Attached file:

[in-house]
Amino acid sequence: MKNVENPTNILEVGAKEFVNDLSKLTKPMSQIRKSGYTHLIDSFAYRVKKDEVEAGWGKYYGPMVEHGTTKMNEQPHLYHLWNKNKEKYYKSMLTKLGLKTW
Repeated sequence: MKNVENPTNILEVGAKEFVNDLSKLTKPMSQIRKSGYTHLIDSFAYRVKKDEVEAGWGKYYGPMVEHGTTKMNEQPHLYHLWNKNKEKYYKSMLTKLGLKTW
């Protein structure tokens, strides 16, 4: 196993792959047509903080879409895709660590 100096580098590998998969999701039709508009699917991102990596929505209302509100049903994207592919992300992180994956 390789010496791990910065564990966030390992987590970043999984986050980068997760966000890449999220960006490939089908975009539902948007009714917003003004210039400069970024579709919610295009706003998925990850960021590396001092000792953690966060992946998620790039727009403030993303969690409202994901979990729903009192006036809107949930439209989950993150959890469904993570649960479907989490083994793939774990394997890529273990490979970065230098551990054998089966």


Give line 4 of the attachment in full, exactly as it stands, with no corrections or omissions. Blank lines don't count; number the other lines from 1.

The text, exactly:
């Protein structure tokens, strides 16, 4: 196993792959047509903080879409895709660590 100096580098590998998969999701039709508009699917991102990596929505209302509100049903994207592919992300992180994956 390789010496791990910065564990966030390992987590970043999984986050980068997760966000890449999220960006490939089908975009539902948007009714917003003004210039400069970024579709919610295009706003998925990850960021590396001092000792953690966060992946998620790039727009403030993303969690409202994901979990729903009192006036809107949930439209989950993150959890469904993570649960479907989490083994793939774990394997890529273990490979970065230098551990054998089966």